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Recall & Repeat
It’s more like freeway. Come & go

Recall of candidates, be it elected or appointed, often creates mayhem, controversies and chaos among the populace particularly in a democratic setup. Norms and propriety notwithstanding, it continues unabated even in the best of democracies to honour the wishes of the people, and also to often settle personal score and vendetta. One cannot deny the pedigree of United States as a pioneer of the democratic system. Unlike in many developing nations, the recall in the US is a rarity (not permissible in most of the states) or if at all, is done through ballot papers of the electorate. Gray Davis, the Governor of California was unseated by popular mandate and the same elected Arnold Schwarzenegger for the job in 2003. Gray Davis was ousted by a margin of 55.4% to 44.6%. On the other hand, a court in Michigan dismissed a petition to sack a Republican candidate Walberg on the ground that laws of the state does not permit to axe an elected member of Congress. However, back home recall of candidates is rarely done through popular consent, but by unilateral decision of the party and the government. Most conspicuous example of that was the unceremonious recall of Dayanidhi Maran by the party provost M Karunanidhi, stripping him of his ministerial designation. In another instance of party’s influence over its appointed representatives is the recall of Somenath Chatterjee from his Speaker’s post when the Left withdrew support from UPA Government.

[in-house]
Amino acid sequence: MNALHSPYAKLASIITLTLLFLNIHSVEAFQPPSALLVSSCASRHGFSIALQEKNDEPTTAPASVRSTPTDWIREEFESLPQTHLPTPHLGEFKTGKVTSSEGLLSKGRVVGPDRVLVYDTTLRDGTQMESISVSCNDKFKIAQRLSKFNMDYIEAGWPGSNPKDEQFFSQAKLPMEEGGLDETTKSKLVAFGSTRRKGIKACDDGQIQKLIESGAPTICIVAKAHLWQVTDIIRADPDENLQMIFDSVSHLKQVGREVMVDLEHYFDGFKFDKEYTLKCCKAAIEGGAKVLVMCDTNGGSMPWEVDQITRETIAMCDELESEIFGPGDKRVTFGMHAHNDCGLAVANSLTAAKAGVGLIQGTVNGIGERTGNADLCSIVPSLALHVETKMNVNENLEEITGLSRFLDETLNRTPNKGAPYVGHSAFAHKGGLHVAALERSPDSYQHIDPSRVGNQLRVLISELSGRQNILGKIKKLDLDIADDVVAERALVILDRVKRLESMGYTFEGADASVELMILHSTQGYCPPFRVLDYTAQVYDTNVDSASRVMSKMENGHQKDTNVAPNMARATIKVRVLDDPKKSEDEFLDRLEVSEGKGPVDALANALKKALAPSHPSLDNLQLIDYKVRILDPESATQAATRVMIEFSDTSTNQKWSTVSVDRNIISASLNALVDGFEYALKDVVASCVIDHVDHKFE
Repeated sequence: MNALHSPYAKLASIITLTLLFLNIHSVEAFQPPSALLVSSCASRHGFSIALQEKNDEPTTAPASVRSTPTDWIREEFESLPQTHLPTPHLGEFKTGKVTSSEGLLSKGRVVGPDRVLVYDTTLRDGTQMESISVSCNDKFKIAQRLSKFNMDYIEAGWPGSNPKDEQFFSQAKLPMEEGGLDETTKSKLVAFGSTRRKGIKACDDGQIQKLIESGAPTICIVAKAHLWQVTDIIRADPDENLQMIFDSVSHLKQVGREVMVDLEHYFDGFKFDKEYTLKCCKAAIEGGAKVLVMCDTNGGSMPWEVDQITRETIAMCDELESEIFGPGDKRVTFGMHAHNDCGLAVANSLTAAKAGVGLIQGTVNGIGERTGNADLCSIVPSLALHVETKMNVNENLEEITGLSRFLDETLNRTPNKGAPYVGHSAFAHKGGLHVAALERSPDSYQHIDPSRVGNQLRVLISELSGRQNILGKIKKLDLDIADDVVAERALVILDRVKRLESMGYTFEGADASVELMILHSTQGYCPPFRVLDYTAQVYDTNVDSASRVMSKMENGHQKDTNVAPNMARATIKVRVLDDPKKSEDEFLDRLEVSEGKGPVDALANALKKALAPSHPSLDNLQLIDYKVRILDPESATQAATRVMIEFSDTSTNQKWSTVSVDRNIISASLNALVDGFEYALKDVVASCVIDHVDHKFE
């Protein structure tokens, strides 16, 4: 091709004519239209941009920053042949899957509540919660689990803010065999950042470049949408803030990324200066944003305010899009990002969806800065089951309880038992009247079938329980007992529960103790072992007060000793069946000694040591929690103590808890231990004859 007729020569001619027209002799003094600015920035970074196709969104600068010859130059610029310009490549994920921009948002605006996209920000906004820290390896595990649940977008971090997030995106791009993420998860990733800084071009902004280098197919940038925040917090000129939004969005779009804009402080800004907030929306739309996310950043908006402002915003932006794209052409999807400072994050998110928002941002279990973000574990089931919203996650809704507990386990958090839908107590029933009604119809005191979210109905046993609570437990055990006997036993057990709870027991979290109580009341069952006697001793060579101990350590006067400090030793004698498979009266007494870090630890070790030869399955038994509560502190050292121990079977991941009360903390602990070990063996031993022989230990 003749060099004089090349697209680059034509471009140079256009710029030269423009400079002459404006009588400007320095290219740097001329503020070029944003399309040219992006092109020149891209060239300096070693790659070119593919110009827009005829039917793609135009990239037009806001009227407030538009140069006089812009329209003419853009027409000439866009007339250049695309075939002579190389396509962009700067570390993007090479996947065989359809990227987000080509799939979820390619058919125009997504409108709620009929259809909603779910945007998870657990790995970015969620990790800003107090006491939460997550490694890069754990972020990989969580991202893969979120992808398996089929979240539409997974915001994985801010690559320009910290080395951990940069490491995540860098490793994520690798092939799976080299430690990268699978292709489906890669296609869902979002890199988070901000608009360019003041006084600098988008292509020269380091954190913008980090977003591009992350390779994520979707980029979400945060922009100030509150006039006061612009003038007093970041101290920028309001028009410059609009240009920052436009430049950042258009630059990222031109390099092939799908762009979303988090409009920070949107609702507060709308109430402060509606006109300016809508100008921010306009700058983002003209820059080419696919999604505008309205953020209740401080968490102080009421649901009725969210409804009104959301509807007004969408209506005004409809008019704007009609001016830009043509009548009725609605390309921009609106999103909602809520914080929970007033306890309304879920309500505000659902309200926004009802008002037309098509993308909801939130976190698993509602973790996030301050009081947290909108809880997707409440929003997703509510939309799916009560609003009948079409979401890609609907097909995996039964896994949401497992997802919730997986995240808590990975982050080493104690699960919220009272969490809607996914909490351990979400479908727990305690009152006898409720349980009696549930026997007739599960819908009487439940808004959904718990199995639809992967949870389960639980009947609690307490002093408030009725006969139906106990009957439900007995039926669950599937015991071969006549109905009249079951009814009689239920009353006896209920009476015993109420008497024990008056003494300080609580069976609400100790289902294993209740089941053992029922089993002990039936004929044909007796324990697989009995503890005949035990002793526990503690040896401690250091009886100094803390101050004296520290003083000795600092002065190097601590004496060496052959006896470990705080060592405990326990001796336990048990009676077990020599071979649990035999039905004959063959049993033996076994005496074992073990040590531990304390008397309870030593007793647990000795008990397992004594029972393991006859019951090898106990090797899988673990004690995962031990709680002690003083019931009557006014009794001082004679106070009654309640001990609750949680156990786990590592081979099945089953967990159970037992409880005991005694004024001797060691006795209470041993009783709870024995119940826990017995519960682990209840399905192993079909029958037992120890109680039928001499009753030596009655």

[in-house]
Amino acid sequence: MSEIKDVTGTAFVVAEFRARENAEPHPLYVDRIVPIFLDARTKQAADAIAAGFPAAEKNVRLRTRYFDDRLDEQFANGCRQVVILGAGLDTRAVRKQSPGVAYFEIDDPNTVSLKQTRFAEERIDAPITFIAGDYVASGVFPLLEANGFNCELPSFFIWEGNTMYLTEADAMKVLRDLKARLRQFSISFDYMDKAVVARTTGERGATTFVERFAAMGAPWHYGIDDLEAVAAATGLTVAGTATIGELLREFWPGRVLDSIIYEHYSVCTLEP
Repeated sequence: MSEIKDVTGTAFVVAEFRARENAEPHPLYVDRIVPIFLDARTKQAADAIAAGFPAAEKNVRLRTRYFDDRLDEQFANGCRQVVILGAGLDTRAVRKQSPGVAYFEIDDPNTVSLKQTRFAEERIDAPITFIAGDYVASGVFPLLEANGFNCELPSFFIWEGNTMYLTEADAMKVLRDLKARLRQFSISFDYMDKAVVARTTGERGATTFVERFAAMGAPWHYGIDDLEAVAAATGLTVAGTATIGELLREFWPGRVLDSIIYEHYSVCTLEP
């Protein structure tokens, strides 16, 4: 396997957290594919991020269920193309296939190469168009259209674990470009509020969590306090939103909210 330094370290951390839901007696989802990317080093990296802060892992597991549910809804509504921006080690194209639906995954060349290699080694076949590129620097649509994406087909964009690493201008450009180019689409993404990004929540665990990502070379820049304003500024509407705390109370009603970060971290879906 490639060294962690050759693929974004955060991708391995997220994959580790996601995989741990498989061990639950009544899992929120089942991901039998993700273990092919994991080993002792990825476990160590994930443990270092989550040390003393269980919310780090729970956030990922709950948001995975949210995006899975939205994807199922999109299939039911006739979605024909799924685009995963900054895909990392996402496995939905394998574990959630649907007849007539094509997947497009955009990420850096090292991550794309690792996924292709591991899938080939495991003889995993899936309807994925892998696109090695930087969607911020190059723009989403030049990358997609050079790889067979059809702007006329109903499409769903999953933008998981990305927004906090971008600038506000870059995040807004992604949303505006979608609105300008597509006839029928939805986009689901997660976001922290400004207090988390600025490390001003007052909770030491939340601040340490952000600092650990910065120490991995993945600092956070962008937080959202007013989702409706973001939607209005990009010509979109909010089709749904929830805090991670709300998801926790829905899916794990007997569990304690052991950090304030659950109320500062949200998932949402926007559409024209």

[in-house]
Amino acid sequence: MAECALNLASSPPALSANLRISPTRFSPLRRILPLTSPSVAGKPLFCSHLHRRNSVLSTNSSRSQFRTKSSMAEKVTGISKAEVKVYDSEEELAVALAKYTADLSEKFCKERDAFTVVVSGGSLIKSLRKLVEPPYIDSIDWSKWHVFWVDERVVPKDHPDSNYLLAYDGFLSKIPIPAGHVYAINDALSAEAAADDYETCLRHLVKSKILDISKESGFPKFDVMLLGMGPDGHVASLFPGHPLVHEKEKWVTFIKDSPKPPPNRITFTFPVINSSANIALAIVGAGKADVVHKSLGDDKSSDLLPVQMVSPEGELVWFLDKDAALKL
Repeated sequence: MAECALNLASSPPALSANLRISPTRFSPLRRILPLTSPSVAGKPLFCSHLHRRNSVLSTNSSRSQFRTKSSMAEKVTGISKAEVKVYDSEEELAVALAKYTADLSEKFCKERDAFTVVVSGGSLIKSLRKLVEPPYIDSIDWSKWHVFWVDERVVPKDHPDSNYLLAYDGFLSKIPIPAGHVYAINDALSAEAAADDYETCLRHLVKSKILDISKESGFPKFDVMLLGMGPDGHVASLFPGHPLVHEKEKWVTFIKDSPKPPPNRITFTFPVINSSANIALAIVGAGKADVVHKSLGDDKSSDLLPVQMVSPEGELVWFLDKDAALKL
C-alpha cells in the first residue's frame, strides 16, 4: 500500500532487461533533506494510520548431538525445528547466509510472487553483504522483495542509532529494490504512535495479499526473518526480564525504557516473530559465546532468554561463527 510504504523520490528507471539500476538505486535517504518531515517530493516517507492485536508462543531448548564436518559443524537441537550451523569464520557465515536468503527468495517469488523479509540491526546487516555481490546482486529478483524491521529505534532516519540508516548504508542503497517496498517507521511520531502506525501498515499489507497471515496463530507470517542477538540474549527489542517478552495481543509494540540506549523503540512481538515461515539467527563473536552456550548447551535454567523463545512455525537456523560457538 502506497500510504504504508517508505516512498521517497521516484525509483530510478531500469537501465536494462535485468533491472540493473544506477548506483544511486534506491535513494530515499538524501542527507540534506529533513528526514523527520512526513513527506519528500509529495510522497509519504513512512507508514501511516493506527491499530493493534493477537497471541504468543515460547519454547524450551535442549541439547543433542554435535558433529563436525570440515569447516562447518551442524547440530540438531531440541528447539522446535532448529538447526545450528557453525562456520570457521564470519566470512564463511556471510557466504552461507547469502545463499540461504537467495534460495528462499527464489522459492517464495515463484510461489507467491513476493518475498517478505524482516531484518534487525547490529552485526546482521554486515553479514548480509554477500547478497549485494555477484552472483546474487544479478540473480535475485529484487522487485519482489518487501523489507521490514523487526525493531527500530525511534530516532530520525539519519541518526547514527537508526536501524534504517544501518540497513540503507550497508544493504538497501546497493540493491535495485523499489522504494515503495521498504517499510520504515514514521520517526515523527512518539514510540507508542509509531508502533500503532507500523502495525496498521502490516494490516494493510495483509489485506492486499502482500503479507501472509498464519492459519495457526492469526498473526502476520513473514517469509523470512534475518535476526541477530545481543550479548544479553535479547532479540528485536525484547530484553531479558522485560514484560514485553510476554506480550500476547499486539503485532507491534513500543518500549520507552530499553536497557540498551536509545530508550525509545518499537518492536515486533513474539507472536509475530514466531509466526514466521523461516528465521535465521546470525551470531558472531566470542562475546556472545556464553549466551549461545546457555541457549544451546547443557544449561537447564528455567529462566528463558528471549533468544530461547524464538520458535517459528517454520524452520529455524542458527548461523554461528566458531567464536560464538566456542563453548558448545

An unprecedented move was taken in National Electoral Council of Venezuela, which accepted the demand of recalling 28 governors, mayors and congressmen in 2007. Recall is and has always been there to weed out corruption. It is all the more relevant in developing nations, where corruption is high with substandard performance level. Having said that it is also more common in underdeveloped economies to use it as a weapon to achieve ones own political ambitions and personal one up-manship.

By:- Sayan Ghosh

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